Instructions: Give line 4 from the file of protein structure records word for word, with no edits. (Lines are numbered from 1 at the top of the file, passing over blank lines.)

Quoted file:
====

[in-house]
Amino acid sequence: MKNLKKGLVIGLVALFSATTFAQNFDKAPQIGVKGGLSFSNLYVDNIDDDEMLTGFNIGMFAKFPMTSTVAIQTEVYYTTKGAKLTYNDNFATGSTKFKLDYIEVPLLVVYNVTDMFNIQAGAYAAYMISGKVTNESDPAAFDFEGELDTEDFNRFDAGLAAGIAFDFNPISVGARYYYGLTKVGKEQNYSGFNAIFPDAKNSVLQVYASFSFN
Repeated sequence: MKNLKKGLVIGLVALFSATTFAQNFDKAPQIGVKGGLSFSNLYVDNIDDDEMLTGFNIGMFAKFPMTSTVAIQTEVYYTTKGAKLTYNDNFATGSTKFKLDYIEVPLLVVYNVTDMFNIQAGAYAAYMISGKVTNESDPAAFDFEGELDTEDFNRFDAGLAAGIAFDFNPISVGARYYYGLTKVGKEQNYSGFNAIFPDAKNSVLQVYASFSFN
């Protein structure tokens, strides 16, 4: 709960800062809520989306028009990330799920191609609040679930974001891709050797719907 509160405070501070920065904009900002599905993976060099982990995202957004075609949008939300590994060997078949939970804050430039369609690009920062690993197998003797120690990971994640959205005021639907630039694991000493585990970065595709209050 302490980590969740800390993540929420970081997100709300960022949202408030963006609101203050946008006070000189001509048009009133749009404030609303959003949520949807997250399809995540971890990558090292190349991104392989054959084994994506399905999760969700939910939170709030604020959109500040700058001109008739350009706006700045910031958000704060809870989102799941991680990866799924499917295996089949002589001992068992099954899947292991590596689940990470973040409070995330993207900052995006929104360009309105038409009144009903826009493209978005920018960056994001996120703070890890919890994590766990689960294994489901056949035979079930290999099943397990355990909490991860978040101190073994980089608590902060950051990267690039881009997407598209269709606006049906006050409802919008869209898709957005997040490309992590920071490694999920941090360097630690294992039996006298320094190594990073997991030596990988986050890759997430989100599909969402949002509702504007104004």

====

């Protein structure tokens, strides 16, 4: 709960800062809520989306028009990330799920191609609040679930974001891709050797719907 509160405070501070920065904009900002599905993976060099982990995202957004075609949008939300590994060997078949939970804050430039369609690009920062690993197998003797120690990971994640959205005021639907630039694991000493585990970065595709209050 302490980590969740800390993540929420970081997100709300960022949202408030963006609101203050946008006070000189001509048009009133749009404030609303959003949520949807997250399809995540971890990558090292190349991104392989054959084994994506399905999760969700939910939170709030604020959109500040700058001109008739350009706006700045910031958000704060809870989102799941991680990866799924499917295996089949002589001992068992099954899947292991590596689940990470973040409070995330993207900052995006929104360009309105038409009144009903826009493209978005920018960056994001996120703070890890919890994590766990689960294994489901056949035979079930290999099943397990355990909490991860978040101190073994980089608590902060950051990267690039881009997407598209269709606006049906006050409802919008869209898709957005997040490309992590920071490694999920941090360097630690294992039996006298320094190594990073997991030596990988986050890759997430989100599909969402949002509702504007104004």